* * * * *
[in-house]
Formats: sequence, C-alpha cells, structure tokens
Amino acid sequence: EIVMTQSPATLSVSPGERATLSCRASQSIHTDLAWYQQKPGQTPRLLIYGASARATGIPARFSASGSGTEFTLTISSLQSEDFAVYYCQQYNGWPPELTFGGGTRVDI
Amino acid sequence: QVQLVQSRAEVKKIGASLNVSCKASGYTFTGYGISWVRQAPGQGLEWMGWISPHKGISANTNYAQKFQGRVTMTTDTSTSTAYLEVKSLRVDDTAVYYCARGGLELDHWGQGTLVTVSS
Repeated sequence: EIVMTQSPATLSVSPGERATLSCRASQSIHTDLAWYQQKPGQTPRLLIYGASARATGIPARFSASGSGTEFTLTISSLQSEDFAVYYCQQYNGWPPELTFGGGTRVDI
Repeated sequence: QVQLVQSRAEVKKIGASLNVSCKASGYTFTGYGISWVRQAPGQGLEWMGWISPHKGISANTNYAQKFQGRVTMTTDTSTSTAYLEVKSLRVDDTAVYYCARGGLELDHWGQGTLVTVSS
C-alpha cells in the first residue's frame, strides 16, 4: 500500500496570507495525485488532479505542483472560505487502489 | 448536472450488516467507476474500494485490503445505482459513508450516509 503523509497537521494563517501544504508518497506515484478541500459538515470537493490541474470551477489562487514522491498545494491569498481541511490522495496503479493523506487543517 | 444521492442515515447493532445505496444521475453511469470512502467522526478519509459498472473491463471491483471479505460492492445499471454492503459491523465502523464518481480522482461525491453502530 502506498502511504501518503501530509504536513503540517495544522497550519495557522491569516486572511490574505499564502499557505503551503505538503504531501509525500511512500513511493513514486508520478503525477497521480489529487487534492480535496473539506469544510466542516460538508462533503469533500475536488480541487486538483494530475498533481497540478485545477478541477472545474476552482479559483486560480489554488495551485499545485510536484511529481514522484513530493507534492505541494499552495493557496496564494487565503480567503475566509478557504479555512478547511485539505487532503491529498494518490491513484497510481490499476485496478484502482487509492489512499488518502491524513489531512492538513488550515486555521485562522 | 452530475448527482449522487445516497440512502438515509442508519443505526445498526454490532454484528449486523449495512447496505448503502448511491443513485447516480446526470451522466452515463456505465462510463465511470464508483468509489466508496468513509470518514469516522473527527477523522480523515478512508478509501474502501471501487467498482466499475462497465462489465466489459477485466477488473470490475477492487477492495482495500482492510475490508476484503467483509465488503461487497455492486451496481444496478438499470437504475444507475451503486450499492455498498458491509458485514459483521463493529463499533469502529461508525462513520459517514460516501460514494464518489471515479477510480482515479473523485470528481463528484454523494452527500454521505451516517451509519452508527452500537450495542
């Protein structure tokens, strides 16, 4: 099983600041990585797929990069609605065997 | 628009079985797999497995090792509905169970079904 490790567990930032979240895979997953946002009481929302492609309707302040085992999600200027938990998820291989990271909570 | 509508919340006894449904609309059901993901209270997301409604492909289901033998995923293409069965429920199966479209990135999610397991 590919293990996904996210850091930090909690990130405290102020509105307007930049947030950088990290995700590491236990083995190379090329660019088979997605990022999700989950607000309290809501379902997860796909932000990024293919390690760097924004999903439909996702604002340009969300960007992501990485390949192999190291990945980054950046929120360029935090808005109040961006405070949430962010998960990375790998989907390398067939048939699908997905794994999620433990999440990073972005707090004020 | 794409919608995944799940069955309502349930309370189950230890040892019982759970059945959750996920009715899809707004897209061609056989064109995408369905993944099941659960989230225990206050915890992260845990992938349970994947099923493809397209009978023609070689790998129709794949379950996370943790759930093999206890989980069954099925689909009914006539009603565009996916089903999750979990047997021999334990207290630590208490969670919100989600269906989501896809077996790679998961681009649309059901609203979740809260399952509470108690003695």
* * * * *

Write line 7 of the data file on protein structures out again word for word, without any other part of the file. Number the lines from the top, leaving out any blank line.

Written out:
C-alpha cells in the first residue's frame, strides 16, 4: 500500500496570507495525485488532479505542483472560505487502489 | 448536472450488516467507476474500494485490503445505482459513508450516509 503523509497537521494563517501544504508518497506515484478541500459538515470537493490541474470551477489562487514522491498545494491569498481541511490522495496503479493523506487543517 | 444521492442515515447493532445505496444521475453511469470512502467522526478519509459498472473491463471491483471479505460492492445499471454492503459491523465502523464518481480522482461525491453502530 502506498502511504501518503501530509504536513503540517495544522497550519495557522491569516486572511490574505499564502499557505503551503505538503504531501509525500511512500513511493513514486508520478503525477497521480489529487487534492480535496473539506469544510466542516460538508462533503469533500475536488480541487486538483494530475498533481497540478485545477478541477472545474476552482479559483486560480489554488495551485499545485510536484511529481514522484513530493507534492505541494499552495493557496496564494487565503480567503475566509478557504479555512478547511485539505487532503491529498494518490491513484497510481490499476485496478484502482487509492489512499488518502491524513489531512492538513488550515486555521485562522 | 452530475448527482449522487445516497440512502438515509442508519443505526445498526454490532454484528449486523449495512447496505448503502448511491443513485447516480446526470451522466452515463456505465462510463465511470464508483468509489466508496468513509470518514469516522473527527477523522480523515478512508478509501474502501471501487467498482466499475462497465462489465466489459477485466477488473470490475477492487477492495482495500482492510475490508476484503467483509465488503461487497455492486451496481444496478438499470437504475444507475451503486450499492455498498458491509458485514459483521463493529463499533469502529461508525462513520459517514460516501460514494464518489471515479477510480482515479473523485470528481463528484454523494452527500454521505451516517451509519452508527452500537450495542